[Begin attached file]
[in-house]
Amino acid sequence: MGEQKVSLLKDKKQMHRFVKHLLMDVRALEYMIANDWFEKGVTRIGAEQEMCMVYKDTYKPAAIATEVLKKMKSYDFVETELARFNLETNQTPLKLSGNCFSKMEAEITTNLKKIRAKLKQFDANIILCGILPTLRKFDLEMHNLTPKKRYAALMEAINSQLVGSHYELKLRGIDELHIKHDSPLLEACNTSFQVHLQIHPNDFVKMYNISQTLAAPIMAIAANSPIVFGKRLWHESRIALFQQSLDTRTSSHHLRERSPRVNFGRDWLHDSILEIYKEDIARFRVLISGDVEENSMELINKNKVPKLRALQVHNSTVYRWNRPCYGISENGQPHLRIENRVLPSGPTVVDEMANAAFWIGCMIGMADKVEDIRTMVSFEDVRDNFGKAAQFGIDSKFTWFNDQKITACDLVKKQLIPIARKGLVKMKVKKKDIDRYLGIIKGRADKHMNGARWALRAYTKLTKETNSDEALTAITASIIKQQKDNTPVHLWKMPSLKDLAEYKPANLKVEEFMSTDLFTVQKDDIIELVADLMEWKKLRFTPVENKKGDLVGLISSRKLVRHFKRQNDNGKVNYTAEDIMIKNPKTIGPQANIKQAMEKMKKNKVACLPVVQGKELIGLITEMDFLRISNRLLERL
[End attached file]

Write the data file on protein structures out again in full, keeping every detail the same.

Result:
[in-house]
Amino acid sequence: MGEQKVSLLKDKKQMHRFVKHLLMDVRALEYMIANDWFEKGVTRIGAEQEMCMVYKDTYKPAAIATEVLKKMKSYDFVETELARFNLETNQTPLKLSGNCFSKMEAEITTNLKKIRAKLKQFDANIILCGILPTLRKFDLEMHNLTPKKRYAALMEAINSQLVGSHYELKLRGIDELHIKHDSPLLEACNTSFQVHLQIHPNDFVKMYNISQTLAAPIMAIAANSPIVFGKRLWHESRIALFQQSLDTRTSSHHLRERSPRVNFGRDWLHDSILEIYKEDIARFRVLISGDVEENSMELINKNKVPKLRALQVHNSTVYRWNRPCYGISENGQPHLRIENRVLPSGPTVVDEMANAAFWIGCMIGMADKVEDIRTMVSFEDVRDNFGKAAQFGIDSKFTWFNDQKITACDLVKKQLIPIARKGLVKMKVKKKDIDRYLGIIKGRADKHMNGARWALRAYTKLTKETNSDEALTAITASIIKQQKDNTPVHLWKMPSLKDLAEYKPANLKVEEFMSTDLFTVQKDDIIELVADLMEWKKLRFTPVENKKGDLVGLISSRKLVRHFKRQNDNGKVNYTAEDIMIKNPKTIGPQANIKQAMEKMKKNKVACLPVVQGKELIGLITEMDFLRISNRLLERL